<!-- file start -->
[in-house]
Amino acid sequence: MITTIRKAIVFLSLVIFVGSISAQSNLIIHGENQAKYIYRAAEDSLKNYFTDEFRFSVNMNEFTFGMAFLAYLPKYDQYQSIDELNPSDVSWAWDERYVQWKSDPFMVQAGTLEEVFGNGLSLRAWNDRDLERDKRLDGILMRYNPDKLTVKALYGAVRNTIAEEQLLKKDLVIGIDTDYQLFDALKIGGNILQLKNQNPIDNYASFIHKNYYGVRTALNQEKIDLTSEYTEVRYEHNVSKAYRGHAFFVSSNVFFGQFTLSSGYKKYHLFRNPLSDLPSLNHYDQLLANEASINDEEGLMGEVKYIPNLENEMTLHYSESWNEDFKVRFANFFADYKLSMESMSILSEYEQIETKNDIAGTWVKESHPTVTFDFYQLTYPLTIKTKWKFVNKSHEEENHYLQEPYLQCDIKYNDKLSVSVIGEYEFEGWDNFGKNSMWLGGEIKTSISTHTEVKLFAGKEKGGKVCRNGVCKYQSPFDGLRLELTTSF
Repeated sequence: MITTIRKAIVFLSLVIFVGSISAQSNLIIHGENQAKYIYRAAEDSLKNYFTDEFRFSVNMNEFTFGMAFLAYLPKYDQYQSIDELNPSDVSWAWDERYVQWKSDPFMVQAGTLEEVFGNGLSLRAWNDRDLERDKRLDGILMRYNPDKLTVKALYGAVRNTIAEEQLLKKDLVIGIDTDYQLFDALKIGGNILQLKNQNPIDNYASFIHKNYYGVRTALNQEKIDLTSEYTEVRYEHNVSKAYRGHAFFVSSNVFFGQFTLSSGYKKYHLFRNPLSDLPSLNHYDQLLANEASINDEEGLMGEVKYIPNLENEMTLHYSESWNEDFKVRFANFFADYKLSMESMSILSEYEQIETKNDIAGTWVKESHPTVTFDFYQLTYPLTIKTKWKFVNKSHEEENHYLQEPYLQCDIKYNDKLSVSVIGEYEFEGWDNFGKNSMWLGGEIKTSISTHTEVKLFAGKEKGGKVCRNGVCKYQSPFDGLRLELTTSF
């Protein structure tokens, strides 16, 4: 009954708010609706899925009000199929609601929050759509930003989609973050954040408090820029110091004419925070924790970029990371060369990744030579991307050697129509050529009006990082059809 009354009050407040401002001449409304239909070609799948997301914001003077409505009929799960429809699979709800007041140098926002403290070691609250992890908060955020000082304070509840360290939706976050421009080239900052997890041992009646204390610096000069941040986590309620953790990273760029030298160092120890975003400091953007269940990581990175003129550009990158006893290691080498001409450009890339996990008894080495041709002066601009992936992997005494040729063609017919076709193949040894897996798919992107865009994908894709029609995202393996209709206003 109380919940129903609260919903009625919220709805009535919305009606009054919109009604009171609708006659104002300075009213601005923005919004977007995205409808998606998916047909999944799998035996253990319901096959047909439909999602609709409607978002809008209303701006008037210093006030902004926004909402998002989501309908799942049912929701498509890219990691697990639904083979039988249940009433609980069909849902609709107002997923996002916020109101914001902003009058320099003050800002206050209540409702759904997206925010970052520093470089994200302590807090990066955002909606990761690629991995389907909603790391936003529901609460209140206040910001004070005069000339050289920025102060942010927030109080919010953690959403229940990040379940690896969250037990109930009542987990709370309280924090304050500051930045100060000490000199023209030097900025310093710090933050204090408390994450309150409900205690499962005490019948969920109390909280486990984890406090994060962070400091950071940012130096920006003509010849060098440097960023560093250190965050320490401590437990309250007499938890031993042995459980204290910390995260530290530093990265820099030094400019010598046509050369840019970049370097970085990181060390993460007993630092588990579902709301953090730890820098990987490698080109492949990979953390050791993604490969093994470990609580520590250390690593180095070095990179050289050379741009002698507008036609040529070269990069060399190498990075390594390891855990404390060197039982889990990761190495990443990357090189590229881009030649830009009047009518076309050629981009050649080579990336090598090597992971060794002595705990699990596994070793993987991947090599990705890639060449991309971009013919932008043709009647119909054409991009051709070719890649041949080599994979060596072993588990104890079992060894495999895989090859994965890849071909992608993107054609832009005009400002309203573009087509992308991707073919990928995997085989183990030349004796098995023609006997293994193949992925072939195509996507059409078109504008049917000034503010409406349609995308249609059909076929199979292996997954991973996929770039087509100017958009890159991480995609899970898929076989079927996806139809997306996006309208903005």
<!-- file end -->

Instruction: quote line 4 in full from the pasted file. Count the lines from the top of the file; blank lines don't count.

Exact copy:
């Protein structure tokens, strides 16, 4: 009954708010609706899925009000199929609601929050759509930003989609973050954040408090820029110091004419925070924790970029990371060369990744030579991307050697129509050529009006990082059809 009354009050407040401002001449409304239909070609799948997301914001003077409505009929799960429809699979709800007041140098926002403290070691609250992890908060955020000082304070509840360290939706976050421009080239900052997890041992009646204390610096000069941040986590309620953790990273760029030298160092120890975003400091953007269940990581990175003129550009990158006893290691080498001409450009890339996990008894080495041709002066601009992936992997005494040729063609017919076709193949040894897996798919992107865009994908894709029609995202393996209709206003 109380919940129903609260919903009625919220709805009535919305009606009054919109009604009171609708006659104002300075009213601005923005919004977007995205409808998606998916047909999944799998035996253990319901096959047909439909999602609709409607978002809008209303701006008037210093006030902004926004909402998002989501309908799942049912929701498509890219990691697990639904083979039988249940009433609980069909849902609709107002997923996002916020109101914001902003009058320099003050800002206050209540409702759904997206925010970052520093470089994200302590807090990066955002909606990761690629991995389907909603790391936003529901609460209140206040910001004070005069000339050289920025102060942010927030109080919010953690959403229940990040379940690896969250037990109930009542987990709370309280924090304050500051930045100060000490000199023209030097900025310093710090933050204090408390994450309150409900205690499962005490019948969920109390909280486990984890406090994060962070400091950071940012130096920006003509010849060098440097960023560093250190965050320490401590437990309250007499938890031993042995459980204290910390995260530290530093990265820099030094400019010598046509050369840019970049370097970085990181060390993460007993630092588990579902709301953090730890820098990987490698080109492949990979953390050791993604490969093994470990609580520590250390690593180095070095990179050289050379741009002698507008036609040529070269990069060399190498990075390594390891855990404390060197039982889990990761190495990443990357090189590229881009030649830009009047009518076309050629981009050649080579990336090598090597992971060794002595705990699990596994070793993987991947090599990705890639060449991309971009013919932008043709009647119909054409991009051709070719890649041949080599994979060596072993588990104890079992060894495999895989090859994965890849071909992608993107054609832009005009400002309203573009087509992308991707073919990928995997085989183990030349004796098995023609006997293994193949992925072939195509996507059409078109504008049917000034503010409406349609995308249609059909076929199979292996997954991973996929770039087509100017958009890159991480995609899970898929076989079927996806139809997306996006309208903005």